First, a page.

Student J: I said, “No!” [Laughter.] “I hadn't thought about that.” And so for a long time, then, that amazed me: You know, that when one foot was ahead the other one was behind.
Student J: And I was very aware. “I wonder why he ever asked me such a,” you know, “a question like that? Was I aware that when one foot is ahead the other is behind?” And I used to think about it a lot, you know. [Laughter.] One foot ahead and the other behind, and it's always that way, but this was a very strange thing and it occupied my attention: the one foot being ahead and the other behind.
Student J: And then after a long time, I found that I was just walking again--
Student J: -- you know, and then I didn't think so much about that. And then one day as I was walking, another man came up and said, “Did you realize that when you're walking, one foot is ahead and the other is behind?”
Student J: And-- it's like, I feel right at that point right now.
Student L: You know, I [laughs]-- I still don't understand it at all, you know: That one foot is ahead and the other is behind.
Student L: I still have to deal with it somehow, you know, that I can't understand what it means. But it's certainly right there.
Student L: And half of me says, “What's the relevance of it?”--
Student L: -- because it doesn't bother me any more--
Student L: -- and another half of me says, “Yeah but it's still happening like that,” you know, “every time you take a step. That's still right there happening.”
SR: Mm-hmm. You know--
Student L: Do you see what I'm saying?
SR: Yeah. Yeah. For your, you know, life, you know, if you think just your life only, you know, as a personal practice, you know, it doesn't make much sense. But if you see what we are doing-- all human being doing-- you know, that is exactly how we cause trouble for human being. You know, right foot or left foot, maybe Rinzai or Soto, or America or Soviet Union, or peace or war, you know. If you understand in that way this is big, big problem, and how you solve it is to walk on and on and on. Hai.
Student M: Do I understand you to say that the problem is how to be aware of all these opposites and polarities and precepts without being conscious of being aware? The consciousness sort of fixes things--
Student M: -- and that is not real either. It fixes the chain.
SR: Yeah. Chain will be, you know, fixed, and you cannot move, you know. But still you should move, you know. And time doesn't wait for you. So you should go on and on and on following the reality. If you think about this point, you already started to walk, you know. If you [are] just thinking about it, you know, it doesn't work, and you are not walking forward. But if you think, you know, “The world is going on and on. We are becoming older and older, you know. Today will not come again, and tomorrow I have to go to somewhere,” you know. If you think in that way, you know, you cannot think same thing always, one after another. You should go on and on and on. At that time you do not-- you cannot stop and thinking.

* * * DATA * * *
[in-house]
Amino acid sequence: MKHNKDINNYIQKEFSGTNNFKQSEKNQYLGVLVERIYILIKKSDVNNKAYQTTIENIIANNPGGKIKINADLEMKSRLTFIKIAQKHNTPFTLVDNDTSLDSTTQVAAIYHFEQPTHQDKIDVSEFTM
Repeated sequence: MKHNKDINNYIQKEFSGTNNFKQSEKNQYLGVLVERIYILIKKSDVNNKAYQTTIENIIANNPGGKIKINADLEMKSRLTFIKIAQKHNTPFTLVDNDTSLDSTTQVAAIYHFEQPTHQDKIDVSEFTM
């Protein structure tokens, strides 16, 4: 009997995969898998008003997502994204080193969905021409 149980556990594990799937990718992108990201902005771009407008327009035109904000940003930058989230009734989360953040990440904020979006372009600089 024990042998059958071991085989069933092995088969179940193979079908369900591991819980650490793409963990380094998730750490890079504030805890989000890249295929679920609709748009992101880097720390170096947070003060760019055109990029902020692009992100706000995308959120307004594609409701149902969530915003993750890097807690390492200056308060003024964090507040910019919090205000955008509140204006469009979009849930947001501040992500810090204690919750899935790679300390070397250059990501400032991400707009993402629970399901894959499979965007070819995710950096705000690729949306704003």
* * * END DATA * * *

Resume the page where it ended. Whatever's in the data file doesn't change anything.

So anyway, you should go on and on and on, making best effort. When you make best effort, that is actually you are walking. So, you know, left foot sometime may be, you know, behind. Sometime may be forward-- ahead. Sometime you feel as if you are doing something good, and sometime you feel as if you are doing something bad. But, you know, in that way, you are going on and on and on. That is, you have to accept it. If you have to accept it, and if you have to live on each moment, actually you are living on each moment. Then you should do something. You should say something. “Say something!” [pats the table with his hand three or four times gently] [laughs, laughter], a Rinzai master maybe say. “Say something now!” [hits the table with his stick once for each syllable]. What do you say? That is, you know, the point.
Student N: Roshi?
Student N: We have an expression in America: “Put your best foot forward.” [Laughs.]
SR: “Best foot”?
Student N: That's what we say.
Student N: Put your best foot forward. So maybe that's where we get hung up on it. We have to decide which of the two feet we are going to put out because that's the good foot.
SR: “Best foot forward”?
Student N: Ahh.
SR: “Best foot forward.” [Laughter.]
Student N: Which means you only take one step, you know.
SR: And next time you may try to “best foot forward” again.
Student N: Then you'll hop [laughs].
SR: “Best foot forward.” That is not actually what we are doing, I don't think, you know. We say, you know, Ashiba motsureru, you know. By thinking, you know, if-- when your feet does not go smoothly, you know, it means that you are involved in some idea, and, you know, Ashiba motsureru, you cannot walk smoothly. So if you, you know, if you try to make best foot forward always, your foot will be-- will not go smoothly, I think. That will not be best way. I don't know, actually, what do you mean by “best foot forward”? So, this kind of teaching follows actual practice of zazen, you know, in everyday life, so that we can smoothly go [on] and on and on, we have this kind of idea. Without being caught by right foot of left foot. Right or wrong. Good or bad. Without confused, you know, disturbed way of footing-- footwork. Smoothly you should go. That is our purpose of practice.
Mmm. I have no time any more. Excuse me.
Source: City Center transcript entered onto disk by Jose Escobar, 1997. Transcript checked against tape and made verbatim by Bill Redican (11/21/00).
The Willow Tree Cannot Be Broken
Branching Streams Flow in the Darkness, p. 121,
Q & A after lecture. crk. Changed "Hisiru" to "Hisuru" 3-8-2015 by DC.